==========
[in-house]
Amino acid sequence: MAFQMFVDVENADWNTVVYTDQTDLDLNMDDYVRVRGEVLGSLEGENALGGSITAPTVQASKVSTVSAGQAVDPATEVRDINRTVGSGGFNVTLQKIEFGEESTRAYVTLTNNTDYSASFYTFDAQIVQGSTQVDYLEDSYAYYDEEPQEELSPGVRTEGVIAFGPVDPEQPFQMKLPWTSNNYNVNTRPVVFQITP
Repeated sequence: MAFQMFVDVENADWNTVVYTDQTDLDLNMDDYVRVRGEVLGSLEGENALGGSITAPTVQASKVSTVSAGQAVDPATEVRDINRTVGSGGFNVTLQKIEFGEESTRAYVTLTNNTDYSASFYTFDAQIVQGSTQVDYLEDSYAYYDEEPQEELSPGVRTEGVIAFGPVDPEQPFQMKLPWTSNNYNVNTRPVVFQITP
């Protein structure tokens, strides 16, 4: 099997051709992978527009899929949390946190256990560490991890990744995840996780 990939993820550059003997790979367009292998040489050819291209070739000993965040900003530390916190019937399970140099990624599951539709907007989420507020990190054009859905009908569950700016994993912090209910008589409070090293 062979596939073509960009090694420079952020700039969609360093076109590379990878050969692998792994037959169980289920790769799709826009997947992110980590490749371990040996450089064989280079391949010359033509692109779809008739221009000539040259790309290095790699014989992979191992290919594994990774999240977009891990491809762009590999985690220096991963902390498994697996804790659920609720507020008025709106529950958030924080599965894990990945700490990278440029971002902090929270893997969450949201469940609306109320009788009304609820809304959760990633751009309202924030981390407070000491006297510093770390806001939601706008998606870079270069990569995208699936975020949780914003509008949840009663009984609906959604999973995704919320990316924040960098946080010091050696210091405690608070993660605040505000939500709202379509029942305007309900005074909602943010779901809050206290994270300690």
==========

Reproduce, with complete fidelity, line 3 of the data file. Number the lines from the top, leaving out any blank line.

Repeated sequence: MAFQMFVDVENADWNTVVYTDQTDLDLNMDDYVRVRGEVLGSLEGENALGGSITAPTVQASKVSTVSAGQAVDPATEVRDINRTVGSGGFNVTLQKIEFGEESTRAYVTLTNNTDYSASFYTFDAQIVQGSTQVDYLEDSYAYYDEEPQEELSPGVRTEGVIAFGPVDPEQPFQMKLPWTSNNYNVNTRPVVFQITP